What the Great American Road Trip Will Look Like in 2040

Back to that heatwave afternoon in 2030. You've arrived at the airport and, thanks to the speedy air taxi journey, have plenty of time to kill. You can hang out for a while in the virtual reality space to explore your destination, because checking in your suitcase is now a breeze...

From Easy Rider-style motorcycle trips to cross-country family adventures á la National Lampoon’s Vacation, the great American road trip looms large in the collective imagination. But times are a’changin’, and a more Jetsonian mode of travel— namely, self-driving cars and even flying taxis — are gaining speed.

So what does the road trip of the future look like? T+L maps its out.

The Rise of Electric Cars

Between the vroom of an engine and the plume of exhaust trailing behind you, there’s nothing like the thrill of hitting the open road (in a gas guzzling car, that is).

But traditional cars have been falling out of favor for years, and a recent AAA survey found that 20 percent of Americans (that’s 50 million people!) are likely to go electric for their next car.

The environmental benefits alone are worth it. According to the Department of Energy, we could reduce foreign oil use by 30-60 percent and lower carbon pollution by 20 percent if all the cars in the country were switched to hybrids or plug-in electric vehicles.

a close up of a computer

But there’s also a financial argument for going electric. It costs half as much to charge an electric vehicle as it does to fill a tank of gas, and for Tesla Model S and X owners, supercharging is free. Just think: with all that extra cash, you might even be able to skip the road trip and opt for a flight instead!

While Tesla is arguably driving the electric car movement, more high-end brands are putting skin into the game, as well — so you’ll have options for your next set of wheels. Beyond the popular Chevy Volt and Nissan LEAF, Jaguar’s I-Pace SUV is debuting in 2019, followed by Audi’s self-driving A9 e-tron sedan and Porsche’s Taycan in 2020. Ford, meanwhile, has doubled its EV research budget to $11 billion, and Volvo will only make electric or hybrid cars starting next year. By 2025, General Motors will have at least 20 electric models, and BMW will have 12, including the much anticipated BMW i4, which has a range of up to 435 miles per charge. Volkswagen will also be making electric versions of its 300 models by 2030.

Expanding Charging Networks

Every invention comes with its own set of er, roadblocks. And with electric vehicles, there’s always the fear of running out of charge and being stranded on the side of the road.

But with the government pouring millions into the electric vehicle market, the aforementioned risk is becoming less prevalent. In fact, there are currently more chargers in Manhattan than gas stations!

a woman standing in front of a mirror posing for the camera

Through the Recovery and Reinvestment Act, the Department of Energy spent $15 million to build a nationwide charging network, adding 18,000 residential, commercial, and public plugins. More than 48,000 charging stations, operated by private companies such as Blink, EVgo, and ChargePoint, can be used by almost all electric vehicles, no matter the make or model. In addition, luxury brands like Tesla and Porsche have their own exclusive supercharging spots that can restore full battery in under an hour.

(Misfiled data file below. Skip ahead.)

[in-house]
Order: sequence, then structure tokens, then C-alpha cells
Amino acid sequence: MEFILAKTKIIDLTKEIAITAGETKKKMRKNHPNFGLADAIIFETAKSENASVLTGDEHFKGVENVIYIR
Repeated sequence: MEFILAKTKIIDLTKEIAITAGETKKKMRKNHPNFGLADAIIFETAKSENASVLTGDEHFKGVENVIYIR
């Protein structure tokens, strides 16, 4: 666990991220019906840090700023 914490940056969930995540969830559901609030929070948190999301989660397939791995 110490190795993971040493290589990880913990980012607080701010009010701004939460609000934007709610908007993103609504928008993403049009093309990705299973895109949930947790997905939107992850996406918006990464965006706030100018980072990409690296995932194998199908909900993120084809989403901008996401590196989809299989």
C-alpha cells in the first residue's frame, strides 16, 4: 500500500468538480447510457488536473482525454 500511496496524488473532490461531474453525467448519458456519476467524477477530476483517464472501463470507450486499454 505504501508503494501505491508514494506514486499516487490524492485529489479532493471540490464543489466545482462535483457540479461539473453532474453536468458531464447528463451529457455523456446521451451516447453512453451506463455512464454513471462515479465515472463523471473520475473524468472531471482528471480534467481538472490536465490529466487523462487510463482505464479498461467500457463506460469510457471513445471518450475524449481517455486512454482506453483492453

Electric Highway Tourism

If you think electric cars are great for shorts jaunts but less-than-ideal for long hauls, think again.

Companies like Electrify America (a subdivision of Volkswagen) are investing billions (yes, billions) into extensive electric vehicle infrastructure along U.S. highways, making it easier than ever to go the distance. 

On the east coast, New York launched a $250 million EV program that will produce 400 public chargers and 200 fast chargers on major roadways, and neighboring New Jersey is spending $300 million to build a network of 50,000 stations. Meanwhile, California — the cradle of the electric vehicle industry — has received a $738 million grant to expand the state’s charging presence over the next five years.

a car parked on the side of a building

And many destinations are leveraging electric routes to fuel tourism. The most impressive is the West Coast Green Highway, a network of chargers spanning British Columbia and Baja California. Many of these chargers are outfitted at small convenience stores and other local businesses, and spaced 20-30 miles apart.

Then there’s the U.S. Highway 2 in Washington, which, when it opened last year, became the first electric scenic byway in America. Charging stations were set up at mountain resorts, historic museums, and in quaint towns from Everett to Spokane. Oregon took it one step further, placing chargers at spas and wineries across some of the state’s most beautiful regions, including Willamette Valley and the Columbia River Gorge.

Big hotel brands are getting on board, too. Mariott has close to 400 charging stations, and other chains such as Starwood, Hilton, and Hyatt have also followed suit. Check to see if your favorite hotel is EV-friendly via Charge Hotels.

a truck that is sitting on the side of a road

Goodbye Gas Stations, Hello Entertainment Hubs

To be honest, we’re not too sad to see the grimy gas stations go. Especially given the alternative: charging stations located near upscale shopping centers and grocery stores. 

For example, Electrify America is installing fast stations at 100 Walmarts across 34 states, and EVgo is adding plugins at Whole Foods, Rite Aid, and REI.

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